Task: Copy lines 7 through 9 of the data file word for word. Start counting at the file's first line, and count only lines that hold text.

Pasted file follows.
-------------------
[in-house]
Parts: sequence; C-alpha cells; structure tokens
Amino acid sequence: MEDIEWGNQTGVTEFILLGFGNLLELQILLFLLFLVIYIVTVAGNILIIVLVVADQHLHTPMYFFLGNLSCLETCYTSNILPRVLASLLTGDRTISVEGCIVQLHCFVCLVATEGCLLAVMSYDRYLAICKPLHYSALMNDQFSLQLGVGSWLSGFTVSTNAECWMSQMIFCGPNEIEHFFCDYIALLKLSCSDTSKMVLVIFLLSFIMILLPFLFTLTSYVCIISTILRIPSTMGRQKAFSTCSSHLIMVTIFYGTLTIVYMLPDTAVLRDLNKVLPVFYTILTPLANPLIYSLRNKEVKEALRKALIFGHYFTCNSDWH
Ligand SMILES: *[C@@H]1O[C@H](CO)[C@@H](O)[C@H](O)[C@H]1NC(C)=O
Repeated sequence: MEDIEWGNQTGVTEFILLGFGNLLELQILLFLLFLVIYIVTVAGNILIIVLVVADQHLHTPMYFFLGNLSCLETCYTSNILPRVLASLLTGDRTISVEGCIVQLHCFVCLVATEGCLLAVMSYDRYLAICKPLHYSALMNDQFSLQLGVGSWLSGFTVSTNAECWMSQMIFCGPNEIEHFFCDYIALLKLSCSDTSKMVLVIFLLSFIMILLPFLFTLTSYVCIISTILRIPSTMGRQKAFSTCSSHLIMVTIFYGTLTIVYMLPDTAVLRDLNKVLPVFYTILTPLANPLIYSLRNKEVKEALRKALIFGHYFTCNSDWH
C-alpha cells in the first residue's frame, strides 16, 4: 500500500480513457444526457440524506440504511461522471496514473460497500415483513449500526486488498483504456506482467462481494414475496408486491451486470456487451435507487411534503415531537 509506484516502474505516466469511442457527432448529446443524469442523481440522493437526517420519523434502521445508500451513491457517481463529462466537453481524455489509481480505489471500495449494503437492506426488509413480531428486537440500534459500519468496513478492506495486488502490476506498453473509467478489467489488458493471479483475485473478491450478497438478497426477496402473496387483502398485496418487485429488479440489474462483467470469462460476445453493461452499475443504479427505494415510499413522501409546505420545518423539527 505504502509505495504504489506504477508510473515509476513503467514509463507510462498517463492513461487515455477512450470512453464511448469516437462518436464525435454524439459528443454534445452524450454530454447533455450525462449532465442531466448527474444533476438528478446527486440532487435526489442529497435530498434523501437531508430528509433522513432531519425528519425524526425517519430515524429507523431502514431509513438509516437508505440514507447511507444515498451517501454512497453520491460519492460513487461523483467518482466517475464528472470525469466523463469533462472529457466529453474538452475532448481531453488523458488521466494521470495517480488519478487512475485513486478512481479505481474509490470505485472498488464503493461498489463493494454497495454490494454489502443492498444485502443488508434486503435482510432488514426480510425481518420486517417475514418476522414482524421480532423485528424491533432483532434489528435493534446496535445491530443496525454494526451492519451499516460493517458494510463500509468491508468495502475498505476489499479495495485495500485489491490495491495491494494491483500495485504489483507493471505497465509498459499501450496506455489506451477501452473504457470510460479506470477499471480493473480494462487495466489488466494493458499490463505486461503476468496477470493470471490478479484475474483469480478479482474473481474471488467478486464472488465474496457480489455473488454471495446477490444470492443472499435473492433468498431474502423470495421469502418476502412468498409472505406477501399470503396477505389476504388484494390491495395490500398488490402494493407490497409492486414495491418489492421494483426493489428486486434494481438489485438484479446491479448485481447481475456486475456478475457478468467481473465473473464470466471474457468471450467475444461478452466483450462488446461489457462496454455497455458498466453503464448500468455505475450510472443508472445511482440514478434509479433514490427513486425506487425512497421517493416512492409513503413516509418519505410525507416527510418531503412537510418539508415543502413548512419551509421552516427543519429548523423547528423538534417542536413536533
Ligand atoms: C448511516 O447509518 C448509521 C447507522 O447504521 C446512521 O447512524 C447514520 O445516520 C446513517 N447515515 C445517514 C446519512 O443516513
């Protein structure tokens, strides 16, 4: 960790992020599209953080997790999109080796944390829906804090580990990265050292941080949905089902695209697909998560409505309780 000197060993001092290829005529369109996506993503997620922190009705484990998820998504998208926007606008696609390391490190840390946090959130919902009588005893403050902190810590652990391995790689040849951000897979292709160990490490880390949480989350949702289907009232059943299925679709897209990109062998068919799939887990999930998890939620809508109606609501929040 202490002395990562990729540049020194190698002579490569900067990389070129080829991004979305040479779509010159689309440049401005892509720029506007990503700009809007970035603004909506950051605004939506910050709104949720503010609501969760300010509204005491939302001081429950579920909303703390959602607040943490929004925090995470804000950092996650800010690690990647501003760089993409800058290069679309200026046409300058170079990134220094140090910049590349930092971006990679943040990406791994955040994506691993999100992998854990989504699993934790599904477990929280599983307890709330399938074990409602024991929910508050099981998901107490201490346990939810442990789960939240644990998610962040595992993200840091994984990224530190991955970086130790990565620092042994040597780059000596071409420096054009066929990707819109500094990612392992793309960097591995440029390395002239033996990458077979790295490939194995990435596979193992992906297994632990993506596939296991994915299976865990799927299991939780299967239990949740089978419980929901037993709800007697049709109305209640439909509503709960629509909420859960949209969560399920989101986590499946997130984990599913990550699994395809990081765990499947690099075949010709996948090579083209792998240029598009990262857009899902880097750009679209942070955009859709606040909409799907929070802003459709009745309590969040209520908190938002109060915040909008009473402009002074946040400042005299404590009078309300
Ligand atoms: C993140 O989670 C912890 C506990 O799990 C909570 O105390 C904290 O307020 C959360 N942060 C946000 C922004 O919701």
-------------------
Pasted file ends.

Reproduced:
Ligand atoms: C448511516 O447509518 C448509521 C447507522 O447504521 C446512521 O447512524 C447514520 O445516520 C446513517 N447515515 C445517514 C446519512 O443516513
């Protein structure tokens, strides 16, 4: 960790992020599209953080997790999109080796944390829906804090580990990265050292941080949905089902695209697909998560409505309780 000197060993001092290829005529369109996506993503997620922190009705484990998820998504998208926007606008696609390391490190840390946090959130919902009588005893403050902190810590652990391995790689040849951000897979292709160990490490880390949480989350949702289907009232059943299925679709897209990109062998068919799939887990999930998890939620809508109606609501929040 202490002395990562990729540049020194190698002579490569900067990389070129080829991004979305040479779509010159689309440049401005892509720029506007990503700009809007970035603004909506950051605004939506910050709104949720503010609501969760300010509204005491939302001081429950579920909303703390959602607040943490929004925090995470804000950092996650800010690690990647501003760089993409800058290069679309200026046409300058170079990134220094140090910049590349930092971006990679943040990406791994955040994506691993999100992998854990989504699993934790599904477990929280599983307890709330399938074990409602024991929910508050099981998901107490201490346990939810442990789960939240644990998610962040595992993200840091994984990224530190991955970086130790990565620092042994040597780059000596071409420096054009066929990707819109500094990612392992793309960097591995440029390395002239033996990458077979790295490939194995990435596979193992992906297994632990993506596939296991994915299976865990799927299991939780299967239990949740089978419980929901037993709800007697049709109305209640439909509503709960629509909420859960949209969560399920989101986590499946997130984990599913990550699994395809990081765990499947690099075949010709996948090579083209792998240029598009990262857009899902880097750009679209942070955009859709606040909409799907929070802003459709009745309590969040209520908190938002109060915040909008009473402009002074946040400042005299404590009078309300
Ligand atoms: C993140 O989670 C912890 C506990 O799990 C909570 O105390 C904290 O307020 C959360 N942060 C946000 C922004 O919701």